Looking through 20-year-old photos this week, I glimpsed the full landscape of my personal life in a true, complete way. And realized that I have neglected that landscape as a writer, creating here and in my published articles this sense that I spend all my time sitting on rocks in the backcountry. These inspire a lot of my writing, but the full story is… fuller.
Most of life vibrates in the everyday, the wiping up crumbs, unwrapping vegetables, pouring out pasta water, listening to those little anxieties of one’s children or pets. The clattering of feet defined life in our little Victorian house for so many years. From 1988 until 2009, at least one daughter lived with my husband and me, and our daily landscape was so very colorful. They dressed up in scraps of cloth. They invented stories about princesses who lived in the woods. They gave names to their tiny dollhouse figures and set them up with labyrinths of rooms on the front porch. Etc.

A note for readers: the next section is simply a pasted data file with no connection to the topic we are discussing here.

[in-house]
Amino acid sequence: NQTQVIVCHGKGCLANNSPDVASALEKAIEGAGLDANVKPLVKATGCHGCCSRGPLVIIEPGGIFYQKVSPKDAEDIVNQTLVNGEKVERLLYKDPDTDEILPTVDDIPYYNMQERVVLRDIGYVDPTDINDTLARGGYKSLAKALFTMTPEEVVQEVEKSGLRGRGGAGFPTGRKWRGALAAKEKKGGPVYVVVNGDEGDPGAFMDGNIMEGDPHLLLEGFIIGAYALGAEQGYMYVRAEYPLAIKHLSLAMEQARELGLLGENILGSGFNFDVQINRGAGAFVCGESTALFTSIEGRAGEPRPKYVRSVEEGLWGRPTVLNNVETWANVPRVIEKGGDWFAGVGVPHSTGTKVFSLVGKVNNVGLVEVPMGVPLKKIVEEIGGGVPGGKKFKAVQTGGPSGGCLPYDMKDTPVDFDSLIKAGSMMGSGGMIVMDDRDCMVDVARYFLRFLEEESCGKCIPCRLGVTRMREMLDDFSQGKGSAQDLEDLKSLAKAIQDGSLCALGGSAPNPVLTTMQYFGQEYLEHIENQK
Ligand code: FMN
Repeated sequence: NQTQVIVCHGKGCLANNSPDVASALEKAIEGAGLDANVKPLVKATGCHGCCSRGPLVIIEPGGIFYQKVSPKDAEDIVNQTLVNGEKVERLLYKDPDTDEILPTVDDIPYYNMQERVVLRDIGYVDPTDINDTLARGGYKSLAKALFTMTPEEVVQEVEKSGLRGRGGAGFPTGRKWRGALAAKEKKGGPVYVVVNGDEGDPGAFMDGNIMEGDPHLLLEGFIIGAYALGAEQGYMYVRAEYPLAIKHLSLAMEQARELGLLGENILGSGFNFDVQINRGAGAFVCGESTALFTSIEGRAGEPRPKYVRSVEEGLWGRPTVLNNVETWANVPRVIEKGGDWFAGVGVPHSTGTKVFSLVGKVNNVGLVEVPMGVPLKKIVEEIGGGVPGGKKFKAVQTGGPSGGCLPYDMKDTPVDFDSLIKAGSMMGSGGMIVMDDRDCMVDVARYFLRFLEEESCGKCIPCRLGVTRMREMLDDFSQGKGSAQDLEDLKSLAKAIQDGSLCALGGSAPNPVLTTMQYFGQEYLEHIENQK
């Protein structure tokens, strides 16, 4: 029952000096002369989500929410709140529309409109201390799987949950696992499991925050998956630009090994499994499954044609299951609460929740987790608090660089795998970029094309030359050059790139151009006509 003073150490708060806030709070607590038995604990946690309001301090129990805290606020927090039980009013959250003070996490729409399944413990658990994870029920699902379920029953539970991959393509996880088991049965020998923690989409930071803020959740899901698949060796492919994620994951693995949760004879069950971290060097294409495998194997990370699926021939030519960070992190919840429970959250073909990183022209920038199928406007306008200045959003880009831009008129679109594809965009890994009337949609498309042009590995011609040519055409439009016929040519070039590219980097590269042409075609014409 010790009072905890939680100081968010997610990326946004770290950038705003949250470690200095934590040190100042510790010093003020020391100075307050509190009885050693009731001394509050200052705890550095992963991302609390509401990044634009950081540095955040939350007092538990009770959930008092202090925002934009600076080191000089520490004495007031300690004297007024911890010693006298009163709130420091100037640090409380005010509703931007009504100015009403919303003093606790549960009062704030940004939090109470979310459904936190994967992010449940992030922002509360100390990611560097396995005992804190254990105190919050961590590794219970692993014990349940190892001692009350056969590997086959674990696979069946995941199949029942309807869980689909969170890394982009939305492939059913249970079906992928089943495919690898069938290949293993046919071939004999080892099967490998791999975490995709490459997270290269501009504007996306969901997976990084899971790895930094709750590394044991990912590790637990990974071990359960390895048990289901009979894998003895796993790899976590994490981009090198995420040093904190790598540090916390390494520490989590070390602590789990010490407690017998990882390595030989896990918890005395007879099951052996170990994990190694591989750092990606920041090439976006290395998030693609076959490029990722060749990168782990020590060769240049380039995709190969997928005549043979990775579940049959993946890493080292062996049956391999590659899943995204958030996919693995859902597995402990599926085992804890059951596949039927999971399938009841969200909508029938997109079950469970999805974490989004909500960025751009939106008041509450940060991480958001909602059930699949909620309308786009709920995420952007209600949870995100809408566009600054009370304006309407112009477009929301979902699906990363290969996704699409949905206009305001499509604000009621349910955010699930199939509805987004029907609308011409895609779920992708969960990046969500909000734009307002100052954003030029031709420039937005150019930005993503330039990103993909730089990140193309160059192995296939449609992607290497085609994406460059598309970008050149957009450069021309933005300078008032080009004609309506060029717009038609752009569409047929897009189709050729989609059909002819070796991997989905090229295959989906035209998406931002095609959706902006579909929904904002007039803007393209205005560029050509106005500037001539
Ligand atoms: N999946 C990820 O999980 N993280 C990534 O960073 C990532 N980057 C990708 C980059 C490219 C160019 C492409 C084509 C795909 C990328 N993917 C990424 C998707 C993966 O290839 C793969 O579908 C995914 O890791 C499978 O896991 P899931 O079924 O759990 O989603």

Mountains and backcountry lowlands seem to clear out something on my head, answering some yearning fixed in me way before I became a mother. The noisy comings and goings of my large family growing up gave me much joy. But when I left home and went on my own and then committed to marriage and motherhood, I thought that I sought quiet.
What I truly sought, and what I wanted, was a family. My family. Our family. That is, the next branch of a large tree of people in two families going back thousands of years. I told myself I wanted a peaceful family, but actually I wanted the kind of noise that I was the mother of. Rather than being part of the noisy, loving chaos as a sister and daughter, what felt like quiet to me was simply being the mother.
Well, now those sparrows have found their nests. The younger of the two, pictured above, is now 29 and creating her own special world. Her sister, 31, is doing the same. My world, and my husband’s world, now almost resembles the quiet of a windblown mountaintop. But we reminisce about the clattering of feet. That’s right; that’s how it should be.